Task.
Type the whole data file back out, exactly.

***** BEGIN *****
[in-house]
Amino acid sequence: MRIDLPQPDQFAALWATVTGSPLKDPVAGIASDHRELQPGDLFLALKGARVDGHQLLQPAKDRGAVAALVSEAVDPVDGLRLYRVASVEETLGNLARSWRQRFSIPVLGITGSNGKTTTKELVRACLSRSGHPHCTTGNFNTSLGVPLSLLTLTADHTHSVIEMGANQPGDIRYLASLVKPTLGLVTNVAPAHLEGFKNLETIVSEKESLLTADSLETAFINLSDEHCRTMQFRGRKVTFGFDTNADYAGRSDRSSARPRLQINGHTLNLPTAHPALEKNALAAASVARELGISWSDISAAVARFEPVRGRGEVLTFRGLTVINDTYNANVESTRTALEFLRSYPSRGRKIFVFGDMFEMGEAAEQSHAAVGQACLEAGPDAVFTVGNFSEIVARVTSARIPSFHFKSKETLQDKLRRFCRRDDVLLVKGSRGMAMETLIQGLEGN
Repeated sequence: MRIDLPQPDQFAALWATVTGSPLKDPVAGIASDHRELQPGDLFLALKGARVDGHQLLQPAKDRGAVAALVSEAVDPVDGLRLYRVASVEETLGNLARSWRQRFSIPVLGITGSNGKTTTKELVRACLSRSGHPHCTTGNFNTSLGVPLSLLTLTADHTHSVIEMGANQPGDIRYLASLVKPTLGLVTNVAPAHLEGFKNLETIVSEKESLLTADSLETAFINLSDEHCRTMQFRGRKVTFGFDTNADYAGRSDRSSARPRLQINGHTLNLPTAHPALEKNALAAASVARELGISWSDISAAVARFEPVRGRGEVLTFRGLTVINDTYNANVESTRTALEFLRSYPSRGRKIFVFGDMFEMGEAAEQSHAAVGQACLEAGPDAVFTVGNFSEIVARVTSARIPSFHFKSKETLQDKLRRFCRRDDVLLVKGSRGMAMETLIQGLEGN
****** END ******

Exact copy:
[in-house]
Amino acid sequence: MRIDLPQPDQFAALWATVTGSPLKDPVAGIASDHRELQPGDLFLALKGARVDGHQLLQPAKDRGAVAALVSEAVDPVDGLRLYRVASVEETLGNLARSWRQRFSIPVLGITGSNGKTTTKELVRACLSRSGHPHCTTGNFNTSLGVPLSLLTLTADHTHSVIEMGANQPGDIRYLASLVKPTLGLVTNVAPAHLEGFKNLETIVSEKESLLTADSLETAFINLSDEHCRTMQFRGRKVTFGFDTNADYAGRSDRSSARPRLQINGHTLNLPTAHPALEKNALAAASVARELGISWSDISAAVARFEPVRGRGEVLTFRGLTVINDTYNANVESTRTALEFLRSYPSRGRKIFVFGDMFEMGEAAEQSHAAVGQACLEAGPDAVFTVGNFSEIVARVTSARIPSFHFKSKETLQDKLRRFCRRDDVLLVKGSRGMAMETLIQGLEGN
Repeated sequence: MRIDLPQPDQFAALWATVTGSPLKDPVAGIASDHRELQPGDLFLALKGARVDGHQLLQPAKDRGAVAALVSEAVDPVDGLRLYRVASVEETLGNLARSWRQRFSIPVLGITGSNGKTTTKELVRACLSRSGHPHCTTGNFNTSLGVPLSLLTLTADHTHSVIEMGANQPGDIRYLASLVKPTLGLVTNVAPAHLEGFKNLETIVSEKESLLTADSLETAFINLSDEHCRTMQFRGRKVTFGFDTNADYAGRSDRSSARPRLQINGHTLNLPTAHPALEKNALAAASVARELGISWSDISAAVARFEPVRGRGEVLTFRGLTVINDTYNANVESTRTALEFLRSYPSRGRKIFVFGDMFEMGEAAEQSHAAVGQACLEAGPDAVFTVGNFSEIVARVTSARIPSFHFKSKETLQDKLRRFCRRDDVLLVKGSRGMAMETLIQGLEGN